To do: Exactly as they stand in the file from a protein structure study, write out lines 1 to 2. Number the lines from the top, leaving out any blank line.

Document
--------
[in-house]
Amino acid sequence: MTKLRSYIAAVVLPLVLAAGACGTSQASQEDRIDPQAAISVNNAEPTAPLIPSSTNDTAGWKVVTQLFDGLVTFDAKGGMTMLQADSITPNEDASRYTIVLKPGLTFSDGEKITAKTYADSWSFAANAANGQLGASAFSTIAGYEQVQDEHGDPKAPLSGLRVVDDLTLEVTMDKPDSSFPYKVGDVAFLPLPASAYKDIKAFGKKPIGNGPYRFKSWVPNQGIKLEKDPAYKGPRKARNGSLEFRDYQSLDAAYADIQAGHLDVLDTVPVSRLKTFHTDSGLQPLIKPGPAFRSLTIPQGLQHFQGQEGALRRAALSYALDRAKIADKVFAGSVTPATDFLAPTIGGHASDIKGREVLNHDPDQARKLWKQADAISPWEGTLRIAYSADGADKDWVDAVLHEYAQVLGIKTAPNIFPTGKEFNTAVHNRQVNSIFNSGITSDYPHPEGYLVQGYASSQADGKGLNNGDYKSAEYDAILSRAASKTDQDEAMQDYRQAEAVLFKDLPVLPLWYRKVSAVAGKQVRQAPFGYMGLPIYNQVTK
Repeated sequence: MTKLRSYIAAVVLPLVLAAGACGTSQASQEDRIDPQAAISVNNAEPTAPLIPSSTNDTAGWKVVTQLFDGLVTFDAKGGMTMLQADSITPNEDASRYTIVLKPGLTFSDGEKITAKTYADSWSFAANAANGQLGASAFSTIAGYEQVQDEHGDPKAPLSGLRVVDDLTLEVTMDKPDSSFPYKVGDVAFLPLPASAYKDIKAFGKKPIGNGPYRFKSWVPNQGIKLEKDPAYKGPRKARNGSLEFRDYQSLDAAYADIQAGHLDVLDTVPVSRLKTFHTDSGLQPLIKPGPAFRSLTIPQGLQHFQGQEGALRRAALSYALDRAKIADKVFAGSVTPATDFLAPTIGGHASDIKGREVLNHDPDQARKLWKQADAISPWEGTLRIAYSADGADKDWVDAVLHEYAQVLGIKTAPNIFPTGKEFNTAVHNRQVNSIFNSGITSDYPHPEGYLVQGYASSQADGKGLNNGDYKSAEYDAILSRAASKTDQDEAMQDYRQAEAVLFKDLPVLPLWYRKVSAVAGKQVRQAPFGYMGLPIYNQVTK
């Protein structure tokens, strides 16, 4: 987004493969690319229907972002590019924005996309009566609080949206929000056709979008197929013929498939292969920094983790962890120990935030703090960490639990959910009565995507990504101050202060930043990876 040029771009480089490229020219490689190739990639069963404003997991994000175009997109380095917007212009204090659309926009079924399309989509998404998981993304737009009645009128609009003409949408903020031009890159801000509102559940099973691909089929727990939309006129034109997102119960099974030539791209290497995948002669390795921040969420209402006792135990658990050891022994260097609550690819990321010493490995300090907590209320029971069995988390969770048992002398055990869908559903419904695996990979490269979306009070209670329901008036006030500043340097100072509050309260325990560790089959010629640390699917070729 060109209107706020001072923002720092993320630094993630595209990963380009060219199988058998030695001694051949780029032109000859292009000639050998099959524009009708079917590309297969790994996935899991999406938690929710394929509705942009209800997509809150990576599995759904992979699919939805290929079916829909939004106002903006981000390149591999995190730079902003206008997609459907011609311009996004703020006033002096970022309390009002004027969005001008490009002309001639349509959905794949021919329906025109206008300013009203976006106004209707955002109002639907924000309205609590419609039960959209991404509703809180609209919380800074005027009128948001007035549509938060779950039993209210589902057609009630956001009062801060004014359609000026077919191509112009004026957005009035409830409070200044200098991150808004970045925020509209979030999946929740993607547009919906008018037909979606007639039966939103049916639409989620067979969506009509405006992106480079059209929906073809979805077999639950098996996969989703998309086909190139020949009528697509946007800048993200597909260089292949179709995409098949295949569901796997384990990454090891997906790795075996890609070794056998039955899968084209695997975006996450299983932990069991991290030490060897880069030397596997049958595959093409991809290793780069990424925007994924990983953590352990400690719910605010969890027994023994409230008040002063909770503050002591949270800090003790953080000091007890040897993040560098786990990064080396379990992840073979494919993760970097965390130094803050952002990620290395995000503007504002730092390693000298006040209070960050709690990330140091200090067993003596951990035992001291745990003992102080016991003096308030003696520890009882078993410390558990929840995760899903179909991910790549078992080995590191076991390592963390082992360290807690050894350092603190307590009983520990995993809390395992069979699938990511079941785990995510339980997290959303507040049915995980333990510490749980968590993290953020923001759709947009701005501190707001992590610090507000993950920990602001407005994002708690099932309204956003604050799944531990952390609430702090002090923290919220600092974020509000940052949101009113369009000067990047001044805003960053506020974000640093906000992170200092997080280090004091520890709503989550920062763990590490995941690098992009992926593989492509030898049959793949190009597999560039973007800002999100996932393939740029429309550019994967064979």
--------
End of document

[in-house]
Amino acid sequence: MTKLRSYIAAVVLPLVLAAGACGTSQASQEDRIDPQAAISVNNAEPTAPLIPSSTNDTAGWKVVTQLFDGLVTFDAKGGMTMLQADSITPNEDASRYTIVLKPGLTFSDGEKITAKTYADSWSFAANAANGQLGASAFSTIAGYEQVQDEHGDPKAPLSGLRVVDDLTLEVTMDKPDSSFPYKVGDVAFLPLPASAYKDIKAFGKKPIGNGPYRFKSWVPNQGIKLEKDPAYKGPRKARNGSLEFRDYQSLDAAYADIQAGHLDVLDTVPVSRLKTFHTDSGLQPLIKPGPAFRSLTIPQGLQHFQGQEGALRRAALSYALDRAKIADKVFAGSVTPATDFLAPTIGGHASDIKGREVLNHDPDQARKLWKQADAISPWEGTLRIAYSADGADKDWVDAVLHEYAQVLGIKTAPNIFPTGKEFNTAVHNRQVNSIFNSGITSDYPHPEGYLVQGYASSQADGKGLNNGDYKSAEYDAILSRAASKTDQDEAMQDYRQAEAVLFKDLPVLPLWYRKVSAVAGKQVRQAPFGYMGLPIYNQVTK